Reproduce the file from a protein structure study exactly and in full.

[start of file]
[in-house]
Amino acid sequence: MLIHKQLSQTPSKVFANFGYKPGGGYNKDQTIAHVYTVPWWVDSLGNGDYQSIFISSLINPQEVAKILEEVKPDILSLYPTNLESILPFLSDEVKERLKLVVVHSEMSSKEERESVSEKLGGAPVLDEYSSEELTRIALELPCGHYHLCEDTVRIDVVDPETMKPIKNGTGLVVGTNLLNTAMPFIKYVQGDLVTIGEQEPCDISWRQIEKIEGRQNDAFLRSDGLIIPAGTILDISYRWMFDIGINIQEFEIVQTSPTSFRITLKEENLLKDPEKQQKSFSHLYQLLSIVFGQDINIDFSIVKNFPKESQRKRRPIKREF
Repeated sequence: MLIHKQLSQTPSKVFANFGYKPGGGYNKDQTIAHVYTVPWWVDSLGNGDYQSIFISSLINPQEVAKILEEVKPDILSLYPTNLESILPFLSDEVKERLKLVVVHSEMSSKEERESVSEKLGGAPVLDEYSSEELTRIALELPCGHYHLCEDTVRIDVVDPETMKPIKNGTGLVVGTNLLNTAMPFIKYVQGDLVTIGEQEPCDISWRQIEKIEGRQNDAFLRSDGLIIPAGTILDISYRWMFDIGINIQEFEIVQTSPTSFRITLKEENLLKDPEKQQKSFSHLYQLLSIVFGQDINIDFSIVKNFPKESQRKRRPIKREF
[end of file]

[in-house]
Amino acid sequence: MLIHKQLSQTPSKVFANFGYKPGGGYNKDQTIAHVYTVPWWVDSLGNGDYQSIFISSLINPQEVAKILEEVKPDILSLYPTNLESILPFLSDEVKERLKLVVVHSEMSSKEERESVSEKLGGAPVLDEYSSEELTRIALELPCGHYHLCEDTVRIDVVDPETMKPIKNGTGLVVGTNLLNTAMPFIKYVQGDLVTIGEQEPCDISWRQIEKIEGRQNDAFLRSDGLIIPAGTILDISYRWMFDIGINIQEFEIVQTSPTSFRITLKEENLLKDPEKQQKSFSHLYQLLSIVFGQDINIDFSIVKNFPKESQRKRRPIKREF
Repeated sequence: MLIHKQLSQTPSKVFANFGYKPGGGYNKDQTIAHVYTVPWWVDSLGNGDYQSIFISSLINPQEVAKILEEVKPDILSLYPTNLESILPFLSDEVKERLKLVVVHSEMSSKEERESVSEKLGGAPVLDEYSSEELTRIALELPCGHYHLCEDTVRIDVVDPETMKPIKNGTGLVVGTNLLNTAMPFIKYVQGDLVTIGEQEPCDISWRQIEKIEGRQNDAFLRSDGLIIPAGTILDISYRWMFDIGINIQEFEIVQTSPTSFRITLKEENLLKDPEKQQKSFSHLYQLLSIVFGQDINIDFSIVKNFPKESQRKRRPIKREF